A Benton County Sheriff’s Office detective sergeant found dead Saturday under a tree at his Eltopia home was described as always approaching his job with professionalism and concern for crime victims.
Kevin C. McCary, 47, died of a single gunshot wound. The Franklin County Coroner’s Office is investigating the death as a possible suicide.
Sheriff’s Capt. Clay Vannoy said the sheriff’s office was not making any statements about his death. Sheriff’s officials were seen Monday wearing black bands across their badges.
A joint meeting of the Benton and Franklin county commissions scheduled for April 21 was canceled so county officials can attend his funeral services.
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He had a lot of compassion.
Andy Miller, Benton County prosecutor
McCary, who served as a spokesman for the sheriff’s office, had been out on medical leave.
McCary’s care for victims and their families in the criminal cases he worked on, including recently, was always on display, said Andy Miller, Benton County prosecutor.
“He had a lot of compassion,” he said.
He worked for the sheriff’s office for 24 years and was named a detective sergeant in 2013.
The promotion came about the same time authorities were investigating the murder of Preston Yahne, a 22-year-old Prosser man. Miller said that case involved a number of difficult decisions and circumstances, including a judge finding Yakima County sheriff’s detectives violated Robert McCorkindale’s right to a lawyer after his arrest and threw out his statements.
McCary devised a way to independently verify McCorkindale’s co-defendant’s statements so they could be used in court. McCorkindale was found guilty of Yahne’s murder and sentenced to 17 years in prison in October 2014.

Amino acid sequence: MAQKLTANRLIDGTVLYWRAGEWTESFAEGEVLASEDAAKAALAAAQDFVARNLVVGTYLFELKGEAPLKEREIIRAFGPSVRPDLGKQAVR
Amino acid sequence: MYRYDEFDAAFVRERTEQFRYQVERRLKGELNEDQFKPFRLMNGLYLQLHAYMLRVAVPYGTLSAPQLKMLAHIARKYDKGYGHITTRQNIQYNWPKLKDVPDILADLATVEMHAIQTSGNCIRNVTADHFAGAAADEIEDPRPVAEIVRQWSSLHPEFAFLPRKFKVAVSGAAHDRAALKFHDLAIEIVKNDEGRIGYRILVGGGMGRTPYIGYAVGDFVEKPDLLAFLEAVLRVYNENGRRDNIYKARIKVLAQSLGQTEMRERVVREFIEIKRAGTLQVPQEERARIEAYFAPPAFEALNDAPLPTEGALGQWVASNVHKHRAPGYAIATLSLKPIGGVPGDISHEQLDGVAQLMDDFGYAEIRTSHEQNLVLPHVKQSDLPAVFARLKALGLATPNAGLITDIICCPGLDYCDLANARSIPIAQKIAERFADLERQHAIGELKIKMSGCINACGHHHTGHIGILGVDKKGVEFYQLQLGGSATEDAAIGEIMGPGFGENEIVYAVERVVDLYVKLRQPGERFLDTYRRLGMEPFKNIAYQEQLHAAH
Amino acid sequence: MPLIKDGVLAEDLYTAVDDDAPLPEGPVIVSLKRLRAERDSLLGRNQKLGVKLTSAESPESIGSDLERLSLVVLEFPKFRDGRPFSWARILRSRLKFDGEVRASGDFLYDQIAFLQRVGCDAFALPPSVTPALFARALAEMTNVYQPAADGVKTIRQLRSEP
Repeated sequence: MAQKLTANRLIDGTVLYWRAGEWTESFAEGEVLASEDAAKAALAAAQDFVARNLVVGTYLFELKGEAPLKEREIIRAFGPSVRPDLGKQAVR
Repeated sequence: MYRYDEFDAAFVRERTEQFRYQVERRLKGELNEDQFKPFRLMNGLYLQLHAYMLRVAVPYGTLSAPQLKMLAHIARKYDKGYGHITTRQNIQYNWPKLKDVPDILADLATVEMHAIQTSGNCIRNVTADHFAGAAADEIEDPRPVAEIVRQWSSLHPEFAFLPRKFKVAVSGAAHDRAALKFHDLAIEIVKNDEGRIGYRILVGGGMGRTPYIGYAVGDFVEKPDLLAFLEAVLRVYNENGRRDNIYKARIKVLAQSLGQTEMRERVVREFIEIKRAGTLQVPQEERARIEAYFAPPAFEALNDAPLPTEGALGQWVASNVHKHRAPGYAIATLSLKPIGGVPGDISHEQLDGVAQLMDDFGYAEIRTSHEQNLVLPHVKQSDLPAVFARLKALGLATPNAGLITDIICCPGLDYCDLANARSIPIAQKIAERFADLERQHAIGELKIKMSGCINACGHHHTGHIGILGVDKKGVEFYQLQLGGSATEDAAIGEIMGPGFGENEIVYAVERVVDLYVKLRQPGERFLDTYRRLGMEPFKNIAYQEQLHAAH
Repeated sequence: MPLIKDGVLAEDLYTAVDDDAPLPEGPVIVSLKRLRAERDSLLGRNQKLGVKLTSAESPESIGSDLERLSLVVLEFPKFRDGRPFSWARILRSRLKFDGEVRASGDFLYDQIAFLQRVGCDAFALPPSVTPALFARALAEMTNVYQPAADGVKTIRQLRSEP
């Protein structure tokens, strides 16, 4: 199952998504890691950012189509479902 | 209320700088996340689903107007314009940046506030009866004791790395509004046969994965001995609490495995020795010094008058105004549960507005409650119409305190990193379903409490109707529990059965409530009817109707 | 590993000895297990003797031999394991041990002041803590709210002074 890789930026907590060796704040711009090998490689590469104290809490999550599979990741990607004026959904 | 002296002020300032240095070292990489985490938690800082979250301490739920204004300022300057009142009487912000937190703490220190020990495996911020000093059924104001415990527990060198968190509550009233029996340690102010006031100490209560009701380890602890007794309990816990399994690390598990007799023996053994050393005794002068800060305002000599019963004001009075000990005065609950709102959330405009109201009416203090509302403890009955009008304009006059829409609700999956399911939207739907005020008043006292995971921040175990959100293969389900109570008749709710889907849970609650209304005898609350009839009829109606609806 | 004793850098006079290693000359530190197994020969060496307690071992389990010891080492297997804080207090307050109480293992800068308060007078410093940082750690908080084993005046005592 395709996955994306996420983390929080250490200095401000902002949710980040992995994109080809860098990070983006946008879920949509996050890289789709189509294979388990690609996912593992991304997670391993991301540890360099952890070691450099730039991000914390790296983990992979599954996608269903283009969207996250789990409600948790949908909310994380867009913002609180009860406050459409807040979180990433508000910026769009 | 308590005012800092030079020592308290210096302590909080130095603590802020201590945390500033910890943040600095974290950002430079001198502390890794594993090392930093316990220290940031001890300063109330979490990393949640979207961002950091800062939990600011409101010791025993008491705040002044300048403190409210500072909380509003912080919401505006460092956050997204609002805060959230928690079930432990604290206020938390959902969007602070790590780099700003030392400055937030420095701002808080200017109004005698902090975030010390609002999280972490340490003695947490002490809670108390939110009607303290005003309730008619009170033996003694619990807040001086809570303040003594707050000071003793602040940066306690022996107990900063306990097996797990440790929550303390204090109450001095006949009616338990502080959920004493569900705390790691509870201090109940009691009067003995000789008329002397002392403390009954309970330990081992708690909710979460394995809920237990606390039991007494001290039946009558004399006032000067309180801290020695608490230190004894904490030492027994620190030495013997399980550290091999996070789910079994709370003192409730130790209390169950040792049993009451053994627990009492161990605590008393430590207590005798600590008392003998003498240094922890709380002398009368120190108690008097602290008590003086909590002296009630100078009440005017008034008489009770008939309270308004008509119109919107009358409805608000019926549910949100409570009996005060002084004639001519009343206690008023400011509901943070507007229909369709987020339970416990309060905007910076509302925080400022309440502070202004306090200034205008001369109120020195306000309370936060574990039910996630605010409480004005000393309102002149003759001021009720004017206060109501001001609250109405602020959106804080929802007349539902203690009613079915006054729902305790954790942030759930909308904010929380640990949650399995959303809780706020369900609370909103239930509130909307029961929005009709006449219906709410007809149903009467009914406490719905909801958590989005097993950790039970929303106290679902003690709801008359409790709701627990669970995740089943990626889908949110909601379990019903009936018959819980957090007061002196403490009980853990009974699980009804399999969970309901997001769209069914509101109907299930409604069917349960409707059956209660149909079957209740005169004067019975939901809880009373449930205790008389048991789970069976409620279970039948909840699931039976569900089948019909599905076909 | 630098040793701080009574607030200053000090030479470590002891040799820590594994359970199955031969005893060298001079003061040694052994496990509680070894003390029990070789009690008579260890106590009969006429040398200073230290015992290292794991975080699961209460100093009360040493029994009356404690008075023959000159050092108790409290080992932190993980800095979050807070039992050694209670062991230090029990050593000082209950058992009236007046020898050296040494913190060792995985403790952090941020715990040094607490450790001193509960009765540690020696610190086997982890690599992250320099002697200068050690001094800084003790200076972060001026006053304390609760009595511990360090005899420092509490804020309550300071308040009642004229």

Funeral services are at 10 a.m. April 21 at the Church of Jesus Christ of Latter-day Saints’ Parley Building, 4618 Porto Lane, Pasco.
McCary also helped investigate the August 2015 murders of three Pasco residents, one of whom was nearly nine months pregnant and found in a field in south Benton County.
Several law enforcement agencies in two states were involved and McCary helped coordinate the case, minimizing the bureaucratic red tape that could have slowed the investigation, Miller said. Francisco Resendez Miranda was sentenced to life in prison for the murders in January 2015.
In both those cases, McCary also worked closely with the victims’ families, Miller said. One of Yahne’s relatives reached out to the prosecutor and Benton County Sheriff Steve Keane after news of McCary’s death spread to say how grateful they were for McCary’s efforts.
McCary’s involvement in the recent case of an elderly Kennewick woman kidnapped by three teens, one of them her great-grandson, also demonstrated his dedication to victims, Miller said. Though the case could easily have been pursued in Oregon, where the teens took the woman and where they were found, he worked to have the case brought back to Benton County.
“The victim would only have to travel a few miles to be in court,” Miller said of prosecuting the case locally. “Otherwise it would have meant a lot of travel for her, which she didn’t want to do.”
McCary was a lifelong resident of the Mid-Columbia, was married and had four children, according to his obituary.
A visitation is planned 4 to 7 p.m. April 20 at Mueller’s Greenlee Funeral Home at 1608 W. Court St. in Pasco. Funeral services are at 10 a.m. April 21 at the Church of Jesus Christ of Latter-day Saints’ Parley Building, 4618 Porto Lane, Pasco, and will be preceded by another viewing from 8:30 to 9:30 a.m.
In lieu of flowers, donations can be made to the state Fraternal Order of Police memorial foundation in McCary’s name by contacting any law enforcement officer.